Curiously enough, while Mozart was writing critics in his letters, at the same time he was jotting down musical ideas entirely derived from his much criticized adversaries (sic est!): he did that with Vogler (he developed Vogler's dramatic style for his Thamos and Idomeneo), he did that with Stamitz (he developed Stamitz's concertos style for clarinet/basset horn and orchestra) and he did that also with Clementi. So, evidently, also for Mozart the music of his adversaries was not completely useless...
In the case of Clementi, probably a sign of destiny, Mozart transformed the beginning bars of Clementi's Sonata Op. 24 No. 2 (played at Vienna Court during the 1781 famous competition against Mozart) into the most famous bars of the Allegro of the overture to The Magic Flute (1791).
It's in this way that the very Clementi's notes of that Christmas Eve 1781, which sealed the beginnig of Mozart's stay in Vienna, sealed also Mozart's last opera, ten years later, in 1791: The Magic Flute, a few weeks before his own death.
Clementi was perfectly aware of the fact that Mozart re-used his 1781 Sonata bars for the overture to The Magic Flute. In fact, when Clementi published his Sonata Op. 24 No. 2 (already published in 1788) in 1804 he added (in French in the original version) this note: «This Sonata, with the Toccata that follows, was played by the author before His Imperial Majesty Joseph II in 1781, Mozart being present», just to make clear who borrowed what and from whom.
A lesser known conclusion of this story is that also Cimarosa, when presenting the Vienna premiere of his most successful Il Matrimonio Segreto on 7 February 1792 at the Vienna Imperial Palace, shows in his music various bars, that, according to some scholars, are clearly derived from the same opening motif of Clementi's 1781 Sonata and re-used by Mozart for The Magic Flute (1791).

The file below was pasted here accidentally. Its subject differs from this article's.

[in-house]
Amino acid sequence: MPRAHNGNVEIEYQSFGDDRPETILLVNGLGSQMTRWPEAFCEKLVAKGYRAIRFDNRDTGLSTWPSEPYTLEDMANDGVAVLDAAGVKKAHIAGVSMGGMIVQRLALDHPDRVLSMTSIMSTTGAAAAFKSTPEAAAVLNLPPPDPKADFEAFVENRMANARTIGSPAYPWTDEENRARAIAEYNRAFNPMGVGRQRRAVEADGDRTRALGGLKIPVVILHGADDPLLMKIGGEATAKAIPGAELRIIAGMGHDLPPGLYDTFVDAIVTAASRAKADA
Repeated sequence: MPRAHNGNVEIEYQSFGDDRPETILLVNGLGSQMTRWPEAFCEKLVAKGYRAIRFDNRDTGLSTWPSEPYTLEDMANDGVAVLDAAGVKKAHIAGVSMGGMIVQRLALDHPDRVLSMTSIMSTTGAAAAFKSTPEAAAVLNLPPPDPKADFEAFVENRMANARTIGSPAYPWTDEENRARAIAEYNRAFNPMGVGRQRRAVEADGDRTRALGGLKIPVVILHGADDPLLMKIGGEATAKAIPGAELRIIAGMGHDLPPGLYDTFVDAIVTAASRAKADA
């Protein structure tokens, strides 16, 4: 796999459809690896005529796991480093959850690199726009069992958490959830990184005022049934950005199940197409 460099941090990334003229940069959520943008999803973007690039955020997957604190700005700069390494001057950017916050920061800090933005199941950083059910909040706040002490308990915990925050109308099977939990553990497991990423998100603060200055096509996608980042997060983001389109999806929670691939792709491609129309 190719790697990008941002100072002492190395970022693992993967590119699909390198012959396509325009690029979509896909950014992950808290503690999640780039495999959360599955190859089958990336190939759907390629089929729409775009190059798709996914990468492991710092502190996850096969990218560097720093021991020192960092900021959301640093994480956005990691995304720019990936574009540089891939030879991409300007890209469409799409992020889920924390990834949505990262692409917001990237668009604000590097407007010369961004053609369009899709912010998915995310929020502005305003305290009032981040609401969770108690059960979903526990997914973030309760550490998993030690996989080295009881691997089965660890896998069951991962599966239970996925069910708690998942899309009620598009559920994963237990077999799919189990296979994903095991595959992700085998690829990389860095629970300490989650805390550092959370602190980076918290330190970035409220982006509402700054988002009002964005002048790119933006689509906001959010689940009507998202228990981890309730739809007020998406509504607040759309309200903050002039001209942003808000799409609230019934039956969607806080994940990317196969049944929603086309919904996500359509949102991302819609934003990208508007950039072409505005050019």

As is well known, the borrowing of Cimarosa from Mozart has been never studied accurately yet, however it is a common opinion that somehow a few quotations from Mozart's The Magic Flute (1791) inserted into his Il Matrimonio Segreto (1792: i.e. Io ti lascio, perché uniti) were intended by Cimarosa as a homage paid to the recently dead Mozart.
The importance of Clementi's style
While today the importance of Clementi's style for pianoforte is well recognized as fundamental and Clementi received the well deserved nickname of The Father of Pianoforte, between 1781 and 1829 the pupils and friends of Clementi tried to find a reason for the harsh comments of Mozart against the art of Clementi, also because Clementi always showed admiration for Mozart and not rivalry.
Clementi, in this way, admitted that in 1780s his major artistic target was to develop «a great and brilliant dexterity» in his piano playing style and that only a few years later he moved towards «the more melodious, nobler style of performance which he acquired through careful attention to then famous singers» and also thanks to the fundamental technical improvements of the piano as more modern instrument, finally capable of true cantabile.
M. Clementi, Piano Sonata Op. 24 No. 2:
Piano Sonata Op. 24 No. 2 (http://imslp.org)
Howard Shelley, Piano
Clementi: Piano Sonatas Vol. 3 - Hyperion Records
S. & L.M. Jennarelli